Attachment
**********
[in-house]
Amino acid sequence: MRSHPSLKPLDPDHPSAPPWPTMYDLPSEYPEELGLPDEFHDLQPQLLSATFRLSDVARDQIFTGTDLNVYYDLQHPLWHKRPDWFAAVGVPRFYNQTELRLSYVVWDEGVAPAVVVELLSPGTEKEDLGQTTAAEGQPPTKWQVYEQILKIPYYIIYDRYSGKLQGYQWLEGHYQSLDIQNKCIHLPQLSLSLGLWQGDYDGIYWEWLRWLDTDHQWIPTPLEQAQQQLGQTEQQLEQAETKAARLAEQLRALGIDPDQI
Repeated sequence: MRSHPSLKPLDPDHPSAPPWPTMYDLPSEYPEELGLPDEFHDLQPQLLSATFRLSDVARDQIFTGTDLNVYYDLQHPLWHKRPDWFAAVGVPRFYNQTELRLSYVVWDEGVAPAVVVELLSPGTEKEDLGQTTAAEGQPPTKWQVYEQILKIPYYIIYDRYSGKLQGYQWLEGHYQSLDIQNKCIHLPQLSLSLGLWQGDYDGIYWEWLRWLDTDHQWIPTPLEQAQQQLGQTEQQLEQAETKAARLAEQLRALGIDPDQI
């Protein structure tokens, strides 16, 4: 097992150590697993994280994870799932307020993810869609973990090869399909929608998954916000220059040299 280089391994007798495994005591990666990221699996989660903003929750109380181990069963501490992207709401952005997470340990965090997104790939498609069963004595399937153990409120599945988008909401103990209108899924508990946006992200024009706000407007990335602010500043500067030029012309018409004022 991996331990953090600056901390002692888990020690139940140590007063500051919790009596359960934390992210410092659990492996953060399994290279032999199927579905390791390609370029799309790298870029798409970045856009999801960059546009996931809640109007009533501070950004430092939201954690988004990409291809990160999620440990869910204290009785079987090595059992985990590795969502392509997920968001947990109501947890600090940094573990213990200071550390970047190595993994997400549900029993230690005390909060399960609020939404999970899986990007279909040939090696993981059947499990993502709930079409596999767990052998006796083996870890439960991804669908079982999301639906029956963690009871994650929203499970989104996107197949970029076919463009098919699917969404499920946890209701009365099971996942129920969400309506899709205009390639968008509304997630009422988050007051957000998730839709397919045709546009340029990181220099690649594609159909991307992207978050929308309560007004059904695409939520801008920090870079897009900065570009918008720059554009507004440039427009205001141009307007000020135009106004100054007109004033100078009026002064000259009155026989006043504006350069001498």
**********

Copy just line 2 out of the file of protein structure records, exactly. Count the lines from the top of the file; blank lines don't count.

Amino acid sequence: MRSHPSLKPLDPDHPSAPPWPTMYDLPSEYPEELGLPDEFHDLQPQLLSATFRLSDVARDQIFTGTDLNVYYDLQHPLWHKRPDWFAAVGVPRFYNQTELRLSYVVWDEGVAPAVVVELLSPGTEKEDLGQTTAAEGQPPTKWQVYEQILKIPYYIIYDRYSGKLQGYQWLEGHYQSLDIQNKCIHLPQLSLSLGLWQGDYDGIYWEWLRWLDTDHQWIPTPLEQAQQQLGQTEQQLEQAETKAARLAEQLRALGIDPDQI